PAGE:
Retirement planning is complicated for business owners. You can start a 401(k) plan at your company, but there are strict limits to how much can go into your portfolio. You can use money to invest in stocks outside the company, either in an IRA or a traditional brokerage account, but that's cash that you're pulling out of the business.
Investing in real estate is the best way for you to keep money in the business while diversifying your portfolio for retirement. You can decrease your company's occupancy cost while setting up an asset for your retirement. Let's go over the three steps you should take to use real estate to retire.
1. Buy real estate
The first step is the most obvious: buy the real estate. For many businesses, it makes sense to buy real estate instead of leasing. Not only do you build equity in an asset instead of spending money on lease payments, but you retain the tax benefits of depreciation and interest.
You may have a question here about whether it's worth it to buy real estate if you run your business easily from home. It's a good question and you'll need to evaluate your options. If your business produces enough cash flow to easily make the lease payment, I think it's worth it.
First, usually businesses that you can run easily from home by yourself don't translate into much of a sale price. If you buy real estate to work out of, you can use the cash flow from the business to build up an asset with some tax benefits.
Speaking of tax benefits, having a property where you work will make it a lot easier to do your taxes. Establishing a home office is nice, but there are so many rules regarding what you can do in the home office and what percent of your household expenses can be written off that you can get a migraine just thinking about it.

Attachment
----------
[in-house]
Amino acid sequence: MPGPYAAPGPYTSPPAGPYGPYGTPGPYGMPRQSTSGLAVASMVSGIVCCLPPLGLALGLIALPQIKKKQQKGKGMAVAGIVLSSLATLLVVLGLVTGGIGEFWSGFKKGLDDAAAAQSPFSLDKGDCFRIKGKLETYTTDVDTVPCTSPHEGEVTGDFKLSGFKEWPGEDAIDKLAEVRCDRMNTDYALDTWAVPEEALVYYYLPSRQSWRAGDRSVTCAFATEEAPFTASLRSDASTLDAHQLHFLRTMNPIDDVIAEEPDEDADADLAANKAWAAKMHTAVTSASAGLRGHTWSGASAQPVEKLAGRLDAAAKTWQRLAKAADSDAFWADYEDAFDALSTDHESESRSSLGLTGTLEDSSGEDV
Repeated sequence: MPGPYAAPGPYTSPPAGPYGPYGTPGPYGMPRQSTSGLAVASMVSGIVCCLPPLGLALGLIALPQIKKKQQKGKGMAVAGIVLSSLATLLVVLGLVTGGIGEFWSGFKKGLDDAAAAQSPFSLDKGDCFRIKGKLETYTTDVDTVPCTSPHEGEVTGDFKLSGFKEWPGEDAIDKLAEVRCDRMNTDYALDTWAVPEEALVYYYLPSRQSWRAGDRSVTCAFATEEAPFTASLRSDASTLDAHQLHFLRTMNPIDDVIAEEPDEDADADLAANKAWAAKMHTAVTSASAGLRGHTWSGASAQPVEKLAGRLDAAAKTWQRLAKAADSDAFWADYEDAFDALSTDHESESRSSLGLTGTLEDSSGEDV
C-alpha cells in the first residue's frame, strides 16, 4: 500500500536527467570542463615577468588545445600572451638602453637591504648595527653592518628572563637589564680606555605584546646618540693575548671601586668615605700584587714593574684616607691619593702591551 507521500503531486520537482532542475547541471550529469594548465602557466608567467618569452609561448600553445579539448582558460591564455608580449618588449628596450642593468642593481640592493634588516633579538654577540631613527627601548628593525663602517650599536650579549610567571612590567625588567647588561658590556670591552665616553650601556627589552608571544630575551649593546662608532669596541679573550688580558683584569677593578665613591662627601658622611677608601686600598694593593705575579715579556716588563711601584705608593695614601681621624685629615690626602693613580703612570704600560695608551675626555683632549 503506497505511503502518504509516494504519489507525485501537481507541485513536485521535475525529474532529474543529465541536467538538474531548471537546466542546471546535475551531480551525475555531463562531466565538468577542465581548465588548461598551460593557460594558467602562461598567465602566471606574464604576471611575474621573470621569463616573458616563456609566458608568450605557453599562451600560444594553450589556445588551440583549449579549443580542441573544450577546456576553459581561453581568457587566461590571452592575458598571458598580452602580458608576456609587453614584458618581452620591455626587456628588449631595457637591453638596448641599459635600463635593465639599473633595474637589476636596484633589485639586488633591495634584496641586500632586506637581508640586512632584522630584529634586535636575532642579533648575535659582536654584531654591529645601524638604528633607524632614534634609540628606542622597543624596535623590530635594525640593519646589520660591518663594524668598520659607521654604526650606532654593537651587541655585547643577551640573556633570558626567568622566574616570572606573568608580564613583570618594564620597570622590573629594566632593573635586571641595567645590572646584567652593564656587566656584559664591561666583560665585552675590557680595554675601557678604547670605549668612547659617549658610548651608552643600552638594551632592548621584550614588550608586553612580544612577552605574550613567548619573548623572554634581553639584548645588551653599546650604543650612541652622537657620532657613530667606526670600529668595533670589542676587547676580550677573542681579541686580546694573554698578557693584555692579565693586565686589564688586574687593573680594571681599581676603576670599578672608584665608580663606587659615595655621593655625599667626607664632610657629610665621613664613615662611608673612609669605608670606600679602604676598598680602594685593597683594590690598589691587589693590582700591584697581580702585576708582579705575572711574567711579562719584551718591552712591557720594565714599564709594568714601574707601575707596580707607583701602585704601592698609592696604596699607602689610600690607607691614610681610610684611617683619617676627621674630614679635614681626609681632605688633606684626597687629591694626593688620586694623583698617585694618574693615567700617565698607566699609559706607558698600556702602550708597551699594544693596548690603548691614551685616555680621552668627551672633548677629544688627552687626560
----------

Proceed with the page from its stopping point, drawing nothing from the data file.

Buy a property, work in an office there most of the time, lease out the excess space, and then you can write off every expense the property incurs and have the property to produce income when you retire. Win-win-win.
It does get a bit more complicated once you make the decision to buy. Establish an LLC to be a holding company for the real estate. You want to separate the entities that own your real estate from those that own your business. Not only is this a good practice generally for insurance and liability purposes, but it will make it easier down the line to sell the business and keep the real estate.
Find a lender that is familiar with this process (they should all be) and execute a long-term lease between the operating company and the holding company.
2. Pay down the debt
Often real estate investors make most of their money through paying down the debt. You put as little money as possible into the down payment and then have a tenant make the debt payments. This will still be true for you even if it's one of your companies paying down the debt for another.
This is because you're replacing a lease payment to a third party with a lease payment to yourself -- the business is paying the money no matter what, so you may as well use it to pay down debt on an income-producing asset that you own.
3. Sell and retire
I was a business banker for a lot of years, so I understand the complications involved in selling a business. Most of the time you'll be forced to sell it for a lot less than it's worth.
Banks will want as much collateral as possible, so they'll want to include as many assets as possible in the sale. This is where you need to make a decision. If you sell the business and the property, you may be able to work in a nice premium for both and use a tax strategy known as a 1031 exchange to move the real estate sale proceeds into other income-producing assets.
If you're willing to sell the business to a buyer on an installment payment basis, things can be simpler. The seller makes regular payments to you for the business, giving you a stream of income and letting you avoid the tax hassles. You can also hold onto the real estate, entering into a lease with the new business owner and further boosting your total income.